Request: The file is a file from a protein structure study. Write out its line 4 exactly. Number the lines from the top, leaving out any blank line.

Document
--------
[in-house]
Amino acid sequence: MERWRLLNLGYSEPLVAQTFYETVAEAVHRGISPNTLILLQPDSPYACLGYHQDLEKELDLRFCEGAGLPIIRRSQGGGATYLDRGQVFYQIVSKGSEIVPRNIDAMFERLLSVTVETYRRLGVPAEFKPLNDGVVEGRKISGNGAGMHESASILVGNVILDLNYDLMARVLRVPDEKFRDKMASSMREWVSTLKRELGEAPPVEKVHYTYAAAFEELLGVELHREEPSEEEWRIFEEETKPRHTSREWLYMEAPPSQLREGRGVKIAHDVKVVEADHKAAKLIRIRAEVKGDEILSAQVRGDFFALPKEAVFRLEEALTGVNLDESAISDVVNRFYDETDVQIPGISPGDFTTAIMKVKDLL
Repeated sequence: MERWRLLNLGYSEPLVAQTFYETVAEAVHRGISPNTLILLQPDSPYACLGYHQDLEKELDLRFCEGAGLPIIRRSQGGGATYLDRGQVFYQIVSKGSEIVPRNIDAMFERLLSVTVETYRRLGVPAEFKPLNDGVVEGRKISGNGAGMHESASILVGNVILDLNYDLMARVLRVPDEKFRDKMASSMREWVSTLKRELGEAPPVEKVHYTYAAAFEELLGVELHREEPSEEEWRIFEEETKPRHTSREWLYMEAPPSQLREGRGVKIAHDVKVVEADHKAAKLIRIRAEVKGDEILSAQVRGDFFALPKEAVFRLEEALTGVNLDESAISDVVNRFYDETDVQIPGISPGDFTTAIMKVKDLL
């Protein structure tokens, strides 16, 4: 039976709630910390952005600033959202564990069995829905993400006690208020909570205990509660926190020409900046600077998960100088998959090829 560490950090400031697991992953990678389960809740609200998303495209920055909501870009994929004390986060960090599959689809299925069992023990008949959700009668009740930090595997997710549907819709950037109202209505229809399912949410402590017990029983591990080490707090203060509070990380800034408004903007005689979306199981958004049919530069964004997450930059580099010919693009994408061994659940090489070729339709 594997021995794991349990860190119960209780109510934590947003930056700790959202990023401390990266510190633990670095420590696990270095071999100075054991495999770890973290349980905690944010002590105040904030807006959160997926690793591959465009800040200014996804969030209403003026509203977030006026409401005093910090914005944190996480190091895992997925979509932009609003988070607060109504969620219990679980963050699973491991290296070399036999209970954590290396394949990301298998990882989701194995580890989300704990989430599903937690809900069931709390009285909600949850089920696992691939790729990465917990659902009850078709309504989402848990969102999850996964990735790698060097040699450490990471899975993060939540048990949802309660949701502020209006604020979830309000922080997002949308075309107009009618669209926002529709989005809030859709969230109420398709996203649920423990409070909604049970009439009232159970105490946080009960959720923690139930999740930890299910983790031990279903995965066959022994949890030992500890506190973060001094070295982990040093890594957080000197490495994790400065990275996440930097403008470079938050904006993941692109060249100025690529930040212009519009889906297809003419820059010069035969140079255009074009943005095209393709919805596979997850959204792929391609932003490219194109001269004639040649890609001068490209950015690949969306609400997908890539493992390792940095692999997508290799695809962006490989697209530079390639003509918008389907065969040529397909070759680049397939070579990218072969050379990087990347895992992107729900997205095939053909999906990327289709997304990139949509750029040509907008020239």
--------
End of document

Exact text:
């Protein structure tokens, strides 16, 4: 039976709630910390952005600033959202564990069995829905993400006690208020909570205990509660926190020409900046600077998960100088998959090829 560490950090400031697991992953990678389960809740609200998303495209920055909501870009994929004390986060960090599959689809299925069992023990008949959700009668009740930090595997997710549907819709950037109202209505229809399912949410402590017990029983591990080490707090203060509070990380800034408004903007005689979306199981958004049919530069964004997450930059580099010919693009994408061994659940090489070729339709 594997021995794991349990860190119960209780109510934590947003930056700790959202990023401390990266510190633990670095420590696990270095071999100075054991495999770890973290349980905690944010002590105040904030807006959160997926690793591959465009800040200014996804969030209403003026509203977030006026409401005093910090914005944190996480190091895992997925979509932009609003988070607060109504969620219990679980963050699973491991290296070399036999209970954590290396394949990301298998990882989701194995580890989300704990989430599903937690809900069931709390009285909600949850089920696992691939790729990465917990659902009850078709309504989402848990969102999850996964990735790698060097040699450490990471899975993060939540048990949802309660949701502020209006604020979830309000922080997002949308075309107009009618669209926002529709989005809030859709969230109420398709996203649920423990409070909604049970009439009232159970105490946080009960959720923690139930999740930890299910983790031990279903995965066959022994949890030992500890506190973060001094070295982990040093890594957080000197490495994790400065990275996440930097403008470079938050904006993941692109060249100025690529930040212009519009889906297809003419820059010069035969140079255009074009943005095209393709919805596979997850959204792929391609932003490219194109001269004639040649890609001068490209950015690949969306609400997908890539493992390792940095692999997508290799695809962006490989697209530079390639003509918008389907065969040529397909070759680049397939070579990218072969050379990087990347895992992107729900997205095939053909999906990327289709997304990139949509750029040509907008020239």